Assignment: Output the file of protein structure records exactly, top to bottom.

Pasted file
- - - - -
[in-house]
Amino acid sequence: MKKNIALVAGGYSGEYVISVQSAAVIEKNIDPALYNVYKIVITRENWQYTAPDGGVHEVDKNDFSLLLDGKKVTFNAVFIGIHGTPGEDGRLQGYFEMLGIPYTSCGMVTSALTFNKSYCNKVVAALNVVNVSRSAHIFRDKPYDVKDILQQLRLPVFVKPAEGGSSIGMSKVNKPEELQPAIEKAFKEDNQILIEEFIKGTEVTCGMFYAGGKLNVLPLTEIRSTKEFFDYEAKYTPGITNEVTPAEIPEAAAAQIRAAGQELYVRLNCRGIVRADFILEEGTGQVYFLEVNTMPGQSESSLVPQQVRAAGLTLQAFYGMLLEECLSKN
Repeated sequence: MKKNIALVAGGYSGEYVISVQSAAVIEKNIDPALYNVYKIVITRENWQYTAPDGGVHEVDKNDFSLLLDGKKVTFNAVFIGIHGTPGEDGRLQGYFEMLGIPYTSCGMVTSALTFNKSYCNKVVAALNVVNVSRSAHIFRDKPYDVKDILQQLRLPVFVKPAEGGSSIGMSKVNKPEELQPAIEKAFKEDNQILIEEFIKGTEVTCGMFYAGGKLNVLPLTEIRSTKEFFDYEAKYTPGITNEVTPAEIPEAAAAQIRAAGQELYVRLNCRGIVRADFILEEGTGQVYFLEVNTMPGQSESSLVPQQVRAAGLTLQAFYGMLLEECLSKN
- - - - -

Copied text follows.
[in-house]
Amino acid sequence: MKKNIALVAGGYSGEYVISVQSAAVIEKNIDPALYNVYKIVITRENWQYTAPDGGVHEVDKNDFSLLLDGKKVTFNAVFIGIHGTPGEDGRLQGYFEMLGIPYTSCGMVTSALTFNKSYCNKVVAALNVVNVSRSAHIFRDKPYDVKDILQQLRLPVFVKPAEGGSSIGMSKVNKPEELQPAIEKAFKEDNQILIEEFIKGTEVTCGMFYAGGKLNVLPLTEIRSTKEFFDYEAKYTPGITNEVTPAEIPEAAAAQIRAAGQELYVRLNCRGIVRADFILEEGTGQVYFLEVNTMPGQSESSLVPQQVRAAGLTLQAFYGMLLEECLSKN
Repeated sequence: MKKNIALVAGGYSGEYVISVQSAAVIEKNIDPALYNVYKIVITRENWQYTAPDGGVHEVDKNDFSLLLDGKKVTFNAVFIGIHGTPGEDGRLQGYFEMLGIPYTSCGMVTSALTFNKSYCNKVVAALNVVNVSRSAHIFRDKPYDVKDILQQLRLPVFVKPAEGGSSIGMSKVNKPEELQPAIEKAFKEDNQILIEEFIKGTEVTCGMFYAGGKLNVLPLTEIRSTKEFFDYEAKYTPGITNEVTPAEIPEAAAAQIRAAGQELYVRLNCRGIVRADFILEEGTGQVYFLEVNTMPGQSESSLVPQQVRAAGLTLQAFYGMLLEECLSKN